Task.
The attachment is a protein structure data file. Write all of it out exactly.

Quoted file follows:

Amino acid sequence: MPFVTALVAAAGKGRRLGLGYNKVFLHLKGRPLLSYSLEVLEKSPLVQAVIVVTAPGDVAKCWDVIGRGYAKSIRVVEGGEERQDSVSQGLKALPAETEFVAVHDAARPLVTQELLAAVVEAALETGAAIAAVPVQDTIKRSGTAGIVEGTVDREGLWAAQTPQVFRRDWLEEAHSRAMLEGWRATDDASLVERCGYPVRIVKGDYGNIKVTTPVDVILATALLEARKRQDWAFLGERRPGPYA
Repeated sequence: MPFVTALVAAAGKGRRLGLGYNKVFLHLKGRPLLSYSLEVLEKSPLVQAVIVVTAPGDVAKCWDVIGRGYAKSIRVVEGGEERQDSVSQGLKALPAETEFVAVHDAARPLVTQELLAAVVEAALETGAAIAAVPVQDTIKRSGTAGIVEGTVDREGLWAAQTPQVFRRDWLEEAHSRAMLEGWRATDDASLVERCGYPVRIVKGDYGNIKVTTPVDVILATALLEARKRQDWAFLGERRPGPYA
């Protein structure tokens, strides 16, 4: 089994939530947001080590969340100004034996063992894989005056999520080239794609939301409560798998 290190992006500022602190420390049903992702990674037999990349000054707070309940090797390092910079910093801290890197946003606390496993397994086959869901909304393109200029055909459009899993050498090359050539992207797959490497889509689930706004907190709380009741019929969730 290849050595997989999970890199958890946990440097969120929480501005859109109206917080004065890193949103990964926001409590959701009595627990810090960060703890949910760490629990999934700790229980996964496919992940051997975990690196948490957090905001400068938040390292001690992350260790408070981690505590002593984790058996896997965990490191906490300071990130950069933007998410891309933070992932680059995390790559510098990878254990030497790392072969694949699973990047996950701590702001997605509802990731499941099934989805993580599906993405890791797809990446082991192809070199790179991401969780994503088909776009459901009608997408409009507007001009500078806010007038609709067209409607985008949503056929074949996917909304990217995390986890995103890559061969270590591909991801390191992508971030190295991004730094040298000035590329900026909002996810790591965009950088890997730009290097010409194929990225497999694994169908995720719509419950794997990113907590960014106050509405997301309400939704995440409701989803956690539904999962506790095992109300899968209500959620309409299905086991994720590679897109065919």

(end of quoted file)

Amino acid sequence: MPFVTALVAAAGKGRRLGLGYNKVFLHLKGRPLLSYSLEVLEKSPLVQAVIVVTAPGDVAKCWDVIGRGYAKSIRVVEGGEERQDSVSQGLKALPAETEFVAVHDAARPLVTQELLAAVVEAALETGAAIAAVPVQDTIKRSGTAGIVEGTVDREGLWAAQTPQVFRRDWLEEAHSRAMLEGWRATDDASLVERCGYPVRIVKGDYGNIKVTTPVDVILATALLEARKRQDWAFLGERRPGPYA
Repeated sequence: MPFVTALVAAAGKGRRLGLGYNKVFLHLKGRPLLSYSLEVLEKSPLVQAVIVVTAPGDVAKCWDVIGRGYAKSIRVVEGGEERQDSVSQGLKALPAETEFVAVHDAARPLVTQELLAAVVEAALETGAAIAAVPVQDTIKRSGTAGIVEGTVDREGLWAAQTPQVFRRDWLEEAHSRAMLEGWRATDDASLVERCGYPVRIVKGDYGNIKVTTPVDVILATALLEARKRQDWAFLGERRPGPYA
């Protein structure tokens, strides 16, 4: 089994939530947001080590969340100004034996063992894989005056999520080239794609939301409560798998 290190992006500022602190420390049903992702990674037999990349000054707070309940090797390092910079910093801290890197946003606390496993397994086959869901909304393109200029055909459009899993050498090359050539992207797959490497889509689930706004907190709380009741019929969730 290849050595997989999970890199958890946990440097969120929480501005859109109206917080004065890193949103990964926001409590959701009595627990810090960060703890949910760490629990999934700790229980996964496919992940051997975990690196948490957090905001400068938040390292001690992350260790408070981690505590002593984790058996896997965990490191906490300071990130950069933007998410891309933070992932680059995390790559510098990878254990030497790392072969694949699973990047996950701590702001997605509802990731499941099934989805993580599906993405890791797809990446082991192809070199790179991401969780994503088909776009459901009608997408409009507007001009500078806010007038609709067209409607985008949503056929074949996917909304990217995390986890995103890559061969270590591909991801390191992508971030190295991004730094040298000035590329900026909002996810790591965009950088890997730009290097010409194929990225497999694994169908995720719509419950794997990113907590960014106050509405997301309400939704995440409701989803956690539904999962506790095992109300899968209500959620309409299905086991994720590679897109065919």